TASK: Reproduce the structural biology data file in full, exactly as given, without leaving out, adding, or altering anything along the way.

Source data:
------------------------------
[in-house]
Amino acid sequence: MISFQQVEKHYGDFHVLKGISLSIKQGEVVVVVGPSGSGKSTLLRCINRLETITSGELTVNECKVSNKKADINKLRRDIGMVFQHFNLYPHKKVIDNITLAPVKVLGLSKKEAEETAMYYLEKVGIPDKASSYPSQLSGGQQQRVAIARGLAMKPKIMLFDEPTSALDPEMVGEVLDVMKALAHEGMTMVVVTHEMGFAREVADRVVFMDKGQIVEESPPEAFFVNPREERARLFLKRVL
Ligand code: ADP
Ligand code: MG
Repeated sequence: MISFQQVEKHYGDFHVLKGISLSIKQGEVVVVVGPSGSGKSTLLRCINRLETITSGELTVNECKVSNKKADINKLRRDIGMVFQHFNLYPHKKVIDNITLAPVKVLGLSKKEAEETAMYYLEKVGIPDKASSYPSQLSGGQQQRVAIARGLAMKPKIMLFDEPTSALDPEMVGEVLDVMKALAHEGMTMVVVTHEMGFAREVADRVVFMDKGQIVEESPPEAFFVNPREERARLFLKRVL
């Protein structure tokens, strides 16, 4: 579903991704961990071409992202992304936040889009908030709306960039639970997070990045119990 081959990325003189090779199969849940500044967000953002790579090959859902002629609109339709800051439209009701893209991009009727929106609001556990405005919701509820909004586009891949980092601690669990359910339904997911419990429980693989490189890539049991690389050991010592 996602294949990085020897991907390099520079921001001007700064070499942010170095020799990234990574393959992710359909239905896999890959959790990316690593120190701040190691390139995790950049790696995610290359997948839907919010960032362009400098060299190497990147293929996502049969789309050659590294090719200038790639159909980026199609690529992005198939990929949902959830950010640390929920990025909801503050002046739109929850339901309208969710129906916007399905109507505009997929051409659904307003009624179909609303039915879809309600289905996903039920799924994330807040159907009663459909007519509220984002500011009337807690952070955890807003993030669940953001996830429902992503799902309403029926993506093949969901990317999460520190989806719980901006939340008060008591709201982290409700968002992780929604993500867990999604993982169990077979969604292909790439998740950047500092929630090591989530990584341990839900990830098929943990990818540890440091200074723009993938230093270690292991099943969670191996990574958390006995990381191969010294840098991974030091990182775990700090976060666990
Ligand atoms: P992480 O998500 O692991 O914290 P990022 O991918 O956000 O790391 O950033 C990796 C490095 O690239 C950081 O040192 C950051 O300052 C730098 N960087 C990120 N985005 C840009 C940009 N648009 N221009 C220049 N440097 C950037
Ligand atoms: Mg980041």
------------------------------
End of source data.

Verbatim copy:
[in-house]
Amino acid sequence: MISFQQVEKHYGDFHVLKGISLSIKQGEVVVVVGPSGSGKSTLLRCINRLETITSGELTVNECKVSNKKADINKLRRDIGMVFQHFNLYPHKKVIDNITLAPVKVLGLSKKEAEETAMYYLEKVGIPDKASSYPSQLSGGQQQRVAIARGLAMKPKIMLFDEPTSALDPEMVGEVLDVMKALAHEGMTMVVVTHEMGFAREVADRVVFMDKGQIVEESPPEAFFVNPREERARLFLKRVL
Ligand code: ADP
Ligand code: MG
Repeated sequence: MISFQQVEKHYGDFHVLKGISLSIKQGEVVVVVGPSGSGKSTLLRCINRLETITSGELTVNECKVSNKKADINKLRRDIGMVFQHFNLYPHKKVIDNITLAPVKVLGLSKKEAEETAMYYLEKVGIPDKASSYPSQLSGGQQQRVAIARGLAMKPKIMLFDEPTSALDPEMVGEVLDVMKALAHEGMTMVVVTHEMGFAREVADRVVFMDKGQIVEESPPEAFFVNPREERARLFLKRVL
């Protein structure tokens, strides 16, 4: 579903991704961990071409992202992304936040889009908030709306960039639970997070990045119990 081959990325003189090779199969849940500044967000953002790579090959859902002629609109339709800051439209009701893209991009009727929106609001556990405005919701509820909004586009891949980092601690669990359910339904997911419990429980693989490189890539049991690389050991010592 996602294949990085020897991907390099520079921001001007700064070499942010170095020799990234990574393959992710359909239905896999890959959790990316690593120190701040190691390139995790950049790696995610290359997948839907919010960032362009400098060299190497990147293929996502049969789309050659590294090719200038790639159909980026199609690529992005198939990929949902959830950010640390929920990025909801503050002046739109929850339901309208969710129906916007399905109507505009997929051409659904307003009624179909609303039915879809309600289905996903039920799924994330807040159907009663459909007519509220984002500011009337807690952070955890807003993030669940953001996830429902992503799902309403029926993506093949969901990317999460520190989806719980901006939340008060008591709201982290409700968002992780929604993500867990999604993982169990077979969604292909790439998740950047500092929630090591989530990584341990839900990830098929943990990818540890440091200074723009993938230093270690292991099943969670191996990574958390006995990381191969010294840098991974030091990182775990700090976060666990
Ligand atoms: P992480 O998500 O692991 O914290 P990022 O991918 O956000 O790391 O950033 C990796 C490095 O690239 C950081 O040192 C950051 O300052 C730098 N960087 C990120 N985005 C840009 C940009 N648009 N221009 C220049 N440097 C950037
Ligand atoms: Mg980041």